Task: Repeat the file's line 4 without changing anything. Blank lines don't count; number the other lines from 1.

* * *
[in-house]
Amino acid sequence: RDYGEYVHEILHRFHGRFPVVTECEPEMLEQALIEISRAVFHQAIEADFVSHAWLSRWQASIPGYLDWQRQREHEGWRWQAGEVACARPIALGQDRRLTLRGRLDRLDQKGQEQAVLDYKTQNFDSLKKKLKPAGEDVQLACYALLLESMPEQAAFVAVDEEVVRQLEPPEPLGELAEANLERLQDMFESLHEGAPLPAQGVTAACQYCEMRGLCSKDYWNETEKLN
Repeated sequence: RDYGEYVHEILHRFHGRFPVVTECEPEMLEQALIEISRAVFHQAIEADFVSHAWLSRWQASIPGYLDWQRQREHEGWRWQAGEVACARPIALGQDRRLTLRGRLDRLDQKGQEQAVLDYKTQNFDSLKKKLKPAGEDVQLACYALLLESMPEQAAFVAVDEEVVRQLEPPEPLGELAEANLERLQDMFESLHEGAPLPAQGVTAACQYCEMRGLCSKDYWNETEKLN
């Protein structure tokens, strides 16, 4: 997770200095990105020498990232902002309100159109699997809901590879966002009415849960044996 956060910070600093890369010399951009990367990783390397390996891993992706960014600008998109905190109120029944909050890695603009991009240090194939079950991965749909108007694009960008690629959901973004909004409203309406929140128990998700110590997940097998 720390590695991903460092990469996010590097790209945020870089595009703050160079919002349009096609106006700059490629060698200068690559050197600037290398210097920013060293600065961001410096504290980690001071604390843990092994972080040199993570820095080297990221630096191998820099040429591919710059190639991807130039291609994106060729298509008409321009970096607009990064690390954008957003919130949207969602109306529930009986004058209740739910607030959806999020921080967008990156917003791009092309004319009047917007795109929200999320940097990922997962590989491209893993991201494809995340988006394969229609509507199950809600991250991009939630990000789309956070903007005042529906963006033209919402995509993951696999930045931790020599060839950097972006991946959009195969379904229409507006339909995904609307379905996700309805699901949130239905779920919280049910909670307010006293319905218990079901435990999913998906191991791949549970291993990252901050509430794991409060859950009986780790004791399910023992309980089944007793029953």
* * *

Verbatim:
């Protein structure tokens, strides 16, 4: 997770200095990105020498990232902002309100159109699997809901590879966002009415849960044996 956060910070600093890369010399951009990367990783390397390996891993992706960014600008998109905190109120029944909050890695603009991009240090194939079950991965749909108007694009960008690629959901973004909004409203309406929140128990998700110590997940097998 720390590695991903460092990469996010590097790209945020870089595009703050160079919002349009096609106006700059490629060698200068690559050197600037290398210097920013060293600065961001410096504290980690001071604390843990092994972080040199993570820095080297990221630096191998820099040429591919710059190639991807130039291609994106060729298509008409321009970096607009990064690390954008957003919130949207969602109306529930009986004058209740739910607030959806999020921080967008990156917003791009092309004319009047917007795109929200999320940097990922997962590989491209893993991201494809995340988006394969229609509507199950809600991250991009939630990000789309956070903007005042529906963006033209919402995509993951696999930045931790020599060839950097972006991946959009195969379904229409507006339909995904609307379905996700309805699901949130239905779920919280049910909670307010006293319905218990079901435990999913998906191991791949549970291993990252901050509430794991409060859950009986780790004791399910023992309980089944007793029953």